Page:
This particular tailgate group outside of Talen Energy Stadium featured three generations of men from the Fein family.
Jonathan Fein has been a Union season-ticket holder since the franchise’s inaugural season in 2010. The patriarch, Ron, taught his boys to be fans of all of the Philadelphia teams, and the ZOLOs were added when Philadelphia joined Major League Soccer. He doesn’t go to many of the early-season games anymore because of the cold weather, but Friday was an unseasonably warm night down by the Delaware River in the shadow of the Commodore Barry Bridge.
Jon’s son, Dylan, was more interested in getting into the Union’s match against Orlando City SC than discussing the current state of the franchise.
In every sense, the Feins represent what the Union have successfully built over their eight previous seasons. They also represent what is most at stake for the franchise as it stumbles to another slow start to the season.
Ron says he’s worried that because of their continued struggles on the pitch, the Union are in danger of losing some of what has been a rabid fan base.
“They better be careful,” he said. “I do think people are starting to turn away, and they may not be so quick to come back. I don’t know.”
Ron Fein issued his warning before the Union dropped a disappointing 2-0 decision to Orlando to fall to 1-2-2. They have earned just five of a possible 15 points.
The fans can still be an intimidating presence on those increasingly fewer occasions when the Union gave them a reason to believe. But the atmosphere isn’t as intense as it once was. Talen typically now is filled to around 80 percent capacity. Even “The River’s End,” where the hard-core “Sons of Ben” convene, is now littered with empty seats.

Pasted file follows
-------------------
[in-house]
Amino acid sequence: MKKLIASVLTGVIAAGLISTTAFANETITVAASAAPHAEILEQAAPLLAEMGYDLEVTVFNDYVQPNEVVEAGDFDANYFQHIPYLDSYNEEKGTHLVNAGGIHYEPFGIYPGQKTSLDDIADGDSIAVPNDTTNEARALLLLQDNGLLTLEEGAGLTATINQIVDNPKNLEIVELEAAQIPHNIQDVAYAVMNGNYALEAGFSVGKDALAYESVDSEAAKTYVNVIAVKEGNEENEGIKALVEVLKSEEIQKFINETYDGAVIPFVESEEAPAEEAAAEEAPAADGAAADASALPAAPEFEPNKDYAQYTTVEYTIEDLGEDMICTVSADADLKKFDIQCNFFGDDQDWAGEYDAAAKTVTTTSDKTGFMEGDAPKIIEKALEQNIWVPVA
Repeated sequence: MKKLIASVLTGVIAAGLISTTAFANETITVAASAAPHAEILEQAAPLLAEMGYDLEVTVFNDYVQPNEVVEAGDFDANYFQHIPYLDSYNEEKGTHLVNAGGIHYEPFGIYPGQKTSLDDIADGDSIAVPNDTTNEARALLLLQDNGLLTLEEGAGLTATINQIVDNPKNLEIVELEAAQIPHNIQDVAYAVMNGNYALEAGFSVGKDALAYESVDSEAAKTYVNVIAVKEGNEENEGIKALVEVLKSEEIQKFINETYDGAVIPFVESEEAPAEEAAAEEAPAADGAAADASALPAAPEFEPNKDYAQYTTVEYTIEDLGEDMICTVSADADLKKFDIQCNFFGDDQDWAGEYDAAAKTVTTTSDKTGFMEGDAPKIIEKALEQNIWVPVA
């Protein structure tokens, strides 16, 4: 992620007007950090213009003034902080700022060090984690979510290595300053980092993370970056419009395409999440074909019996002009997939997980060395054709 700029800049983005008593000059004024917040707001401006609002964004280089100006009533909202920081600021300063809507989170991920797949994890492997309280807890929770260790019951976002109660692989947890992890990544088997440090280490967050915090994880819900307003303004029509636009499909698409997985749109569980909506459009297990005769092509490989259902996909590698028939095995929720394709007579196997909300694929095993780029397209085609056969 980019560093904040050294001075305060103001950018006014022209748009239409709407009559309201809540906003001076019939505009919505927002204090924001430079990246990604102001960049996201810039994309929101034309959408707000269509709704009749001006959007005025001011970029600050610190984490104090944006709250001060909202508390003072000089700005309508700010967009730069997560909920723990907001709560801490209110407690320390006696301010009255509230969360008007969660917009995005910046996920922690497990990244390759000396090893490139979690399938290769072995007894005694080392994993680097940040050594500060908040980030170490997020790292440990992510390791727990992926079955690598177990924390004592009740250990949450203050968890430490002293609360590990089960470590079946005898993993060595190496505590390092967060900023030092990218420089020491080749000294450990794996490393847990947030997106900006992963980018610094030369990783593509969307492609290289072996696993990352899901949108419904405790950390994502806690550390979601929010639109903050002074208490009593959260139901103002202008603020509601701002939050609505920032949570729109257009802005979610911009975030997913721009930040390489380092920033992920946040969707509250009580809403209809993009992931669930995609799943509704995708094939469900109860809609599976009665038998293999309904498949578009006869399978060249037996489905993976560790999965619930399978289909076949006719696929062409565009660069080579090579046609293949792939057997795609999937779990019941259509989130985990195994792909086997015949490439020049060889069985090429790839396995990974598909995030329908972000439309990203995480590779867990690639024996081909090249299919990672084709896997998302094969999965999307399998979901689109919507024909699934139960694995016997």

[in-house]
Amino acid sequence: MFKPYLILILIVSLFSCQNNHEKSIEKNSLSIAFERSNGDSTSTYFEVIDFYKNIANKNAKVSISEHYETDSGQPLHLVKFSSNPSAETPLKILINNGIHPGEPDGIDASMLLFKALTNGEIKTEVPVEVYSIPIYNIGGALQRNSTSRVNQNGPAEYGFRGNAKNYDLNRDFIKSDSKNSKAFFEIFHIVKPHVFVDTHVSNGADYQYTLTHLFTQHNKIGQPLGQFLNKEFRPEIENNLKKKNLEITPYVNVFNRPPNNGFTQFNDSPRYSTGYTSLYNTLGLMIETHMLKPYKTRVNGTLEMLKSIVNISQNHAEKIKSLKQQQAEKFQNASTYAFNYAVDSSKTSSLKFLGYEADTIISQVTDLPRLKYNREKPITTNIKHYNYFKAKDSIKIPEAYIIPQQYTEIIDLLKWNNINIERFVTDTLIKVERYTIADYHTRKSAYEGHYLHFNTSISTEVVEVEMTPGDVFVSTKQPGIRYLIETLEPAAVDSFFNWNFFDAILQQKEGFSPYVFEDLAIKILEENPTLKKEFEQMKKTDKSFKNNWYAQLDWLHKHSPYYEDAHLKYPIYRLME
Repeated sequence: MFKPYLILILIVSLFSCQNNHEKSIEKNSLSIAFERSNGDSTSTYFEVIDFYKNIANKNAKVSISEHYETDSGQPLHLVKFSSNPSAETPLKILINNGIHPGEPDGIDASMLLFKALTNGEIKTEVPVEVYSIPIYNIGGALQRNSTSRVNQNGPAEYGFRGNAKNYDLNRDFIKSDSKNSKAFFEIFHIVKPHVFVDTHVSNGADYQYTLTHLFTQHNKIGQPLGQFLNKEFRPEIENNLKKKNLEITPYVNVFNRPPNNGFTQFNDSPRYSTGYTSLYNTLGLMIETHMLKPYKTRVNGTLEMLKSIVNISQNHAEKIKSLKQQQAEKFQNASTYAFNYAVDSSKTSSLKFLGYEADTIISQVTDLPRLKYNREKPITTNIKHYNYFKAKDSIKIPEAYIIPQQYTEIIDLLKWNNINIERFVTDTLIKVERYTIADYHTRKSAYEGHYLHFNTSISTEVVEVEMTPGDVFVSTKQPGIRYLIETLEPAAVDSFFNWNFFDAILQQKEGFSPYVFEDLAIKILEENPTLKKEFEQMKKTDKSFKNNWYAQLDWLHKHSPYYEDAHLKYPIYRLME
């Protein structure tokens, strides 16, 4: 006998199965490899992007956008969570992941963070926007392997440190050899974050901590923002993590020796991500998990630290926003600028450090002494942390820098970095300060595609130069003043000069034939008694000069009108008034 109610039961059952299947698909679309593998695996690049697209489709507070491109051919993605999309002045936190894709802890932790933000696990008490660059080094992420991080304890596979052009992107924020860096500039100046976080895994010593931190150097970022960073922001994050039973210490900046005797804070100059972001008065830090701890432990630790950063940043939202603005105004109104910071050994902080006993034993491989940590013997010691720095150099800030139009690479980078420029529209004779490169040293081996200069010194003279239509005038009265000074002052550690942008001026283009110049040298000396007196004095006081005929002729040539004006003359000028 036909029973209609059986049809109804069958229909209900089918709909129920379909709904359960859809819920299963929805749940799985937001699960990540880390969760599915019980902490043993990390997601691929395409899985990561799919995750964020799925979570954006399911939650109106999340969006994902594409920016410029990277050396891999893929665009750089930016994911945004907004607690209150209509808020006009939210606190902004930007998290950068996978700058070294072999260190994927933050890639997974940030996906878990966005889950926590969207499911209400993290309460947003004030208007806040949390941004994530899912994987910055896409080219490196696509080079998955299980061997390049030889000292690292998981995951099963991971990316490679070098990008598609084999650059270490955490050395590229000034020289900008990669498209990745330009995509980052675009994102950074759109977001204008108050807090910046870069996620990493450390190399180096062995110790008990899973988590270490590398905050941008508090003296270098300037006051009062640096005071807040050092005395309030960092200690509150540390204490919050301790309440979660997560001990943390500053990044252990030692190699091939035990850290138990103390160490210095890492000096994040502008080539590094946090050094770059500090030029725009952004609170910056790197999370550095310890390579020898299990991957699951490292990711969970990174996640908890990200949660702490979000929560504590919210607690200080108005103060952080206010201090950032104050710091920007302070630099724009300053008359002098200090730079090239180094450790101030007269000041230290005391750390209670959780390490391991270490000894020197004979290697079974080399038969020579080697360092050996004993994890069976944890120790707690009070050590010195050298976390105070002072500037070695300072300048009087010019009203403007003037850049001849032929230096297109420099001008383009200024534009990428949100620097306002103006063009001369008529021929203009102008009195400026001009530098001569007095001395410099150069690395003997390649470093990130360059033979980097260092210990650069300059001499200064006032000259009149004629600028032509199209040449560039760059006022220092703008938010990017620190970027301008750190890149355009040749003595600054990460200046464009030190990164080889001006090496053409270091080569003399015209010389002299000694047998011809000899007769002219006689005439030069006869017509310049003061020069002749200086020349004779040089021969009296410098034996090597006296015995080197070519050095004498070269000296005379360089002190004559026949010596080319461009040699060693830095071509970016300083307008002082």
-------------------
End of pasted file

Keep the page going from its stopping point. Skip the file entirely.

For the second home match in a row, the players were booed as they exited the field.
“It was another frustrating night for us in front of our fans,” said manager Jim Curtin, a Philly-raised sports fan who knows the expectations in this city well. “I understand the frustration of the fans. The players are frustrated. I’m frustrated. It’s teetering on the edge.”
A slow start for the Union is doubly dangerous because this franchise has no history of finishing strong. The ability to chase things down – be it an individual game or a playoff spot — has never been a strength.
“I’m still hopeful,” said J.R. Meyer, an original S.O.B. who drives over an hour to Union games from Lansdale. “I think they have some of the right things in place, some of the right people.
“I’m cautiously optimistic.”
That sums up all that needs to be said about the Union. In their ninth season, some of the best fans in MLS are just “cautiously optimistic.”
The expiration date on the Union’s expansion label passed by several years ago. Philadelphia has made just two playoff appearances, with no postseason wins.
The Seattle Sounders, who began playing in 2009, and the Portland Timbers (2011) both won MLS Cups. The Vancouver Whitecaps (2011) have made the playoffs four times.
New York City FC (2015) and Atlanta United FC (2017) are legitimate 2018 MLS Cup contenders.
The excuses for the Union have been well debated but the whys don’t matter anymore. The bottom line is Union fans expect a quality MLS franchise and some have gotten tired of waiting.
“I love soccer and I’ll stick with my team,” Jon Fein said. “It’s still a great family-atmosphere event, but [the Union] may have missed their opportunity to have carved out a name for [themselves] in Philadelphia. I’m not demanding an MLS Cup right now but, yeah, the playoffs.”